German Military Cemetery at Marigny
Initially, we’d planned to use this day checking out again Ray Elledge’s crash site where we would have dug up some of the metal. However, as this had now been confirmed as not a crash site, we decided to do something different and decided to head off to Coutances as we’d only ever been there once before in an evening looking for some food and accommodation.
We had a look around the cathedral (which was plain, but all the better for that in my view, ‘though oddly, all of the tombs had been opened to show that there was nothing inside – unless they’d been removed during a restoration process… unfortunately, there was no one to ask).
Just outside of the cathedral, there are some large 4 foot by 3 foot boards of wartime photographs of the damage that Coutances suffered during the war. These have been placed in the position from where the photograph had been taken and enable you to appreciate the damage that had been done and the restoration work that had been completed after the war.
On the trail of Francis Gillespie…
Having done this, we then headed off to the village of La Fieulle that had been identified by my contact with ANSA as where Francis Gillespie parachuted into when he had baled out of his P47. Unfortunately, there was no one there that we could talk to to be able to discuss this with (again, I need to follow this up with my contact from ANSA. So we turned “touristy” and took a number of photographs as it is a very picturesque village.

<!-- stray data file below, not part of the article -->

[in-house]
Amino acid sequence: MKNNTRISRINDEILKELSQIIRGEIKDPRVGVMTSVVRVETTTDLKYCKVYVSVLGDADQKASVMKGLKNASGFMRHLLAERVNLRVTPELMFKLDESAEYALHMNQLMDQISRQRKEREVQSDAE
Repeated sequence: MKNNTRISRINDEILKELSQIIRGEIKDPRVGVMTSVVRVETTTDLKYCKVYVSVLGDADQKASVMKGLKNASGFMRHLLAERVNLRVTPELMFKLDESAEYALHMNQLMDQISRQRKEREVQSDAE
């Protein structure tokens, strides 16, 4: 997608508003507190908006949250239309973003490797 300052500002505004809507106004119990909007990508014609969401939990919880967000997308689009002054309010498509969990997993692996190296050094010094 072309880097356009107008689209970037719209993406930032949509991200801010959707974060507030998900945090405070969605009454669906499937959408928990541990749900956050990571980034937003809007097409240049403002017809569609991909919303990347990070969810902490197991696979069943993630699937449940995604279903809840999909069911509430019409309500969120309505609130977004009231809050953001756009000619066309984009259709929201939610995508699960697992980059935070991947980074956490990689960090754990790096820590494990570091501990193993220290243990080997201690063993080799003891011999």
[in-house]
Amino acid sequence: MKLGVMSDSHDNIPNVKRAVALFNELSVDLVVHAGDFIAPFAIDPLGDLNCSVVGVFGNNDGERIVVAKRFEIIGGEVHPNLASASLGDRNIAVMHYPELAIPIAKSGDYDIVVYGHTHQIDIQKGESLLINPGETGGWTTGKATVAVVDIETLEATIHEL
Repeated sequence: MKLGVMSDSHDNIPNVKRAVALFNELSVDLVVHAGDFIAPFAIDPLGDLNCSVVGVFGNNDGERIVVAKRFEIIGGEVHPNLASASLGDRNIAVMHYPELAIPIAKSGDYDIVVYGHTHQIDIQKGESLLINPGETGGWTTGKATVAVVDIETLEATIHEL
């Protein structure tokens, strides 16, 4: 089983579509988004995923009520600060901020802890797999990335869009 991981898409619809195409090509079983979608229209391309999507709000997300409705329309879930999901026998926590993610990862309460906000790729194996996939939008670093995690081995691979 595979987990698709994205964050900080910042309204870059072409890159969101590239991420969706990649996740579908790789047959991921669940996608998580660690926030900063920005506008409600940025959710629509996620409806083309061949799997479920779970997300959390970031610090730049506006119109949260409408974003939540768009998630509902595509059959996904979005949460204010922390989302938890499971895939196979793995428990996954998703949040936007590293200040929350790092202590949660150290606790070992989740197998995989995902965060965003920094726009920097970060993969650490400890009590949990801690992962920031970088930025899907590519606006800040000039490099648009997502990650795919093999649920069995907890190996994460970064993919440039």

… and Ray Elledge
We then reviewed the map and spotted what appeared to be another large wooded area that may have been one that Ray Elledge referred to in his manuscript so we decided to head over there and investigate even though the chances of spotting something on the ground without any aerial photography to help was probably quite slim, however it was worth trying.
We didn’t spot anything but as we were driving through one village nearby, we noticed people setting up in the Marie an exhibition for the celebration of D Day, so we went and asked if any of them had any knowledge of where Ray Elledge crashed. Unfortunately, they didn’t and one gentleman said that his father had been living in the area during the war and he had never mentioned an airplane crashing in the woods near the village, so again it looks like this will be something for further investigation .
And so to a refreshing beer!
So we then headed off towards St Lo to visit a wholesaler of beer and wine who also served beer on draught brewed by a local brewery. As you’re aware, this is all necessary additional research and as someone has to do it, it might as well be Glyn and me!
We then headed over to St Mere Eglise which has been totally transformed with new roads and all of the trees in the main square being cut down. Apparently this act of vandalism was by the previous mayor before he was deposed. Unfortunately these trees will have seen hundreds of years of history including, I suspect, having American 82nd airborne paratroopers hanging in their branches being shot by Germans; they were a living memorial to the soldiers and for them to be cut down is somewhat annoying!
Meeting up with “the Sullivan’s”
Having dropped our bags at our accommodations the Ferme de Riou we headed into St Mere Eglise to meet up with the family of Bill Sullivan who we would be taking on a tour the following day. This would be a repeat of last year’s trip, however on this occasion it was to be with Bill’s son and grandson and daughter and their families.
I outlined the route that we would be following and explained how I had become aware of Bill through the letters & photographs that he had sent the son of Morris Sheppard who had kindly forwarded copies to me as many of the places mentioned, both Bill and Morris encountered together.
Having had a few beers and a brief chat with some of the American soldiers that were there for the mass parachute drop later in the week, we headed back to our B&B ready for an early start the next day